On Tuesday evening, the New York State Assembly passed a two-year moratorium on Bitcoin mining, pending environmental impact measurement.
The news broke on Twitter:
The bill will now go to the State Senate, which is controlled by Democrats. If it becomes law, it will almost certainly be the most comprehensive legislation of its kind in the world. Here is an extensive background piece that James Ledbetter’s FIN published on March 27:
The Green War on Bitcoin Mining Gains Ground
FIN has written repeatedly (as recently as last week) about proposals around the globe to curb or close cryptocurrency mining on environmental grounds. The massive amount of electricity needed to mine Bitcoin and other “proof-of work”-based cryptocurrency is, the argument goes, at odds with the stated goals of many nations and jurisdictions to reduce their carbon footprint. Yet aside from the extremely local level, very little has been accomplished on this front (outside of China, and even there the environmental rationale is speculative); earlier this month a European Parliament committee declined to issue a mining moratorium that was up for vote as part of a broader digital assets framework.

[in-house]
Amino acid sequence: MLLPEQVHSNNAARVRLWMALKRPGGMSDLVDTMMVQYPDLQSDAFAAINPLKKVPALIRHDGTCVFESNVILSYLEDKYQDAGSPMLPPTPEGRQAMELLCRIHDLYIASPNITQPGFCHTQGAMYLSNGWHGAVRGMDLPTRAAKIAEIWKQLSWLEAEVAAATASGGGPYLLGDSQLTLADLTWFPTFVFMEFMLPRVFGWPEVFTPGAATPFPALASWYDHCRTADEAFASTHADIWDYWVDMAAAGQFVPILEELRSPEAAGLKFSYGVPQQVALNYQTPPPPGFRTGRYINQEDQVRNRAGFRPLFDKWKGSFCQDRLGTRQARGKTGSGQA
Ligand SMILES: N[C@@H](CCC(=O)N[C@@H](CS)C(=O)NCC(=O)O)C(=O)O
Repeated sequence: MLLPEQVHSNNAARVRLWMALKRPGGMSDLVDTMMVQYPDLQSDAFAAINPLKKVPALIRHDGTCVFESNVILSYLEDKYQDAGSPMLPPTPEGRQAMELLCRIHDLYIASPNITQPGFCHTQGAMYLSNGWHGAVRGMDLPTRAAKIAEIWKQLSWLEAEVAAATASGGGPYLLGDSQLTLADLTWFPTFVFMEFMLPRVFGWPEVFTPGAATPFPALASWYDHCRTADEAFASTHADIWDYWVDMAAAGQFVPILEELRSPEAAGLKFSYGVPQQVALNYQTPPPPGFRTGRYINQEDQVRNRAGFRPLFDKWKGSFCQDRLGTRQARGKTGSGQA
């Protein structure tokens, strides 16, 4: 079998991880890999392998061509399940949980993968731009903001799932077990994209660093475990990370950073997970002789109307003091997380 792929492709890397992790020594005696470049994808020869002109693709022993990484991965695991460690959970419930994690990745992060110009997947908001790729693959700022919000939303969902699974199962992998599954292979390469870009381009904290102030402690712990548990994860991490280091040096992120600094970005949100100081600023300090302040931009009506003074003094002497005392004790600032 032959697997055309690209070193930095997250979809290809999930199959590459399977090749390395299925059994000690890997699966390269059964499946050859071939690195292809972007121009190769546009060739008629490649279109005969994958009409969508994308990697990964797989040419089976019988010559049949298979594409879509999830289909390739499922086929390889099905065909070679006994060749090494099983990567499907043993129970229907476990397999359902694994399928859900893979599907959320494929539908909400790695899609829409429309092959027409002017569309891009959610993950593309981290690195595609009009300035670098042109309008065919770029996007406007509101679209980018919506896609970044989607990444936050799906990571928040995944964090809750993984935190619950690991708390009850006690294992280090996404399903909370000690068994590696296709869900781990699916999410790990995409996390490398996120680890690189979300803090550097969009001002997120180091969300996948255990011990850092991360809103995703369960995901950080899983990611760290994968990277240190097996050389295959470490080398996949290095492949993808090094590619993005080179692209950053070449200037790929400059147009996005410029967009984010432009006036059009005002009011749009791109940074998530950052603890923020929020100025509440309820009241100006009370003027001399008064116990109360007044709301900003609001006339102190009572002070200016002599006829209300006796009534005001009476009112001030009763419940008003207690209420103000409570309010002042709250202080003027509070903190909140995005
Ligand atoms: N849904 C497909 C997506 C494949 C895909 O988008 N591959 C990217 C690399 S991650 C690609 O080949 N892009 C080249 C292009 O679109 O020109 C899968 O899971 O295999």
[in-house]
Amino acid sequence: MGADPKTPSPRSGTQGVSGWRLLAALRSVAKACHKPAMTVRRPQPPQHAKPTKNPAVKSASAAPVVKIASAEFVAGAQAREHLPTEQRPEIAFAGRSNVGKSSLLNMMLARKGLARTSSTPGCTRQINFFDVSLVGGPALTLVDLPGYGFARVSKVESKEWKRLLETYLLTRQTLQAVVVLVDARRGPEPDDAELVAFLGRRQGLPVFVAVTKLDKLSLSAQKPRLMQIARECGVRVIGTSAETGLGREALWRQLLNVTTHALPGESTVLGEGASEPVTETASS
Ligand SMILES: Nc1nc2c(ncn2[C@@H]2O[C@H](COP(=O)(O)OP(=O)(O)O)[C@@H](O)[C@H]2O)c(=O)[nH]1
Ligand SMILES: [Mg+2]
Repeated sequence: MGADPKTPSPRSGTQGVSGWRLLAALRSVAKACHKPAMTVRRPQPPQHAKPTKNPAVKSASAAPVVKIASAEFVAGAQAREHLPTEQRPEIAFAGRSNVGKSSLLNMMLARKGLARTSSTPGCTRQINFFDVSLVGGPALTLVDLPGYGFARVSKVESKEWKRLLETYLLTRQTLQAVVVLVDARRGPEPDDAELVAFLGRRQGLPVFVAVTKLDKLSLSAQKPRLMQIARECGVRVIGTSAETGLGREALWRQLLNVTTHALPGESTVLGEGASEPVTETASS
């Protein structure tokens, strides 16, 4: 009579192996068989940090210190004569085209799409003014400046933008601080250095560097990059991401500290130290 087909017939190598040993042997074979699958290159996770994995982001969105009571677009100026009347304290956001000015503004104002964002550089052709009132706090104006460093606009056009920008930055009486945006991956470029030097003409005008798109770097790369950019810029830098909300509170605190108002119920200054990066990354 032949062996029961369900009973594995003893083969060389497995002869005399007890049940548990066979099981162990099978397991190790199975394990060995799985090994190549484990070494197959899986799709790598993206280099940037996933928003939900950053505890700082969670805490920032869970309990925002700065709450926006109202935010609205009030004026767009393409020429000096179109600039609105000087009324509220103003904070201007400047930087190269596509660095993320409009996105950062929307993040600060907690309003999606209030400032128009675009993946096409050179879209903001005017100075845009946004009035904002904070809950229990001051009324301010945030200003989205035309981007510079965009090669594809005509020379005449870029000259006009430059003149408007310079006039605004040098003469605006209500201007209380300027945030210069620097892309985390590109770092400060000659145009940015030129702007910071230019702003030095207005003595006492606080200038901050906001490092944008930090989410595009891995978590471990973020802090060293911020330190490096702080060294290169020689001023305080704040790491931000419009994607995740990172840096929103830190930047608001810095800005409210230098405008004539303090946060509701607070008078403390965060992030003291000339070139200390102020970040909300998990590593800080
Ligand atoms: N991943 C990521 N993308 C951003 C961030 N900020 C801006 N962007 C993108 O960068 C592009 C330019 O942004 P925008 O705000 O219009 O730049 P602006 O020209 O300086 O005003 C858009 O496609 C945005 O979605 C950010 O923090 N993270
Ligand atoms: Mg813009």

This week, a potential regulatory breakthrough occurred: the environmental conservation committee of the New York State Assembly approved a version of a bill that had died last year; the bill would impose a two-year moratorium on the mining of proof-of-work cryptocurrency, notably Bitcoin, which is almost certainly the most mined crypto in New York State. There is a comparable bill in the state Senate and if both pass, it hardly seems crazy that Governor Kathy Hochul—who was appointed when Andrew Cuomo stepped down last year, and this year faces “re-election” for the first time—might sign it into law. In a January Politico story, Hochul’s office said she was “actively reviewing proposals regarding the role of cryptocurrency mining in New York’s energy landscape,” but stopped short of endorsing any particular bill.
If this policy becomes law, it could be a big deal even for non-New Yorkers. True, the bill would not shut down all New York proof-of-work crypto mining overnight; rather, it would ban the renewal of any existing permits and the approval of any new permits. Moreover, the bill pertains only to permits for “an electric generating facility that utilizes a carbon-based fuel”; presumably, at least some New York crypto mining uses purely renewable energy and would be exempt.
Nonetheless, New York’s slice of the Bitcoin mining pie is very large. According to figures released last year by the crypto mining pool Foundry USA, 19.9% of the US Bitcoin hashrate—the collective computing power of miners—is located in New York, making it the largest Bitcoin mining state, with Kentucky, Georgia and Texas not far behind.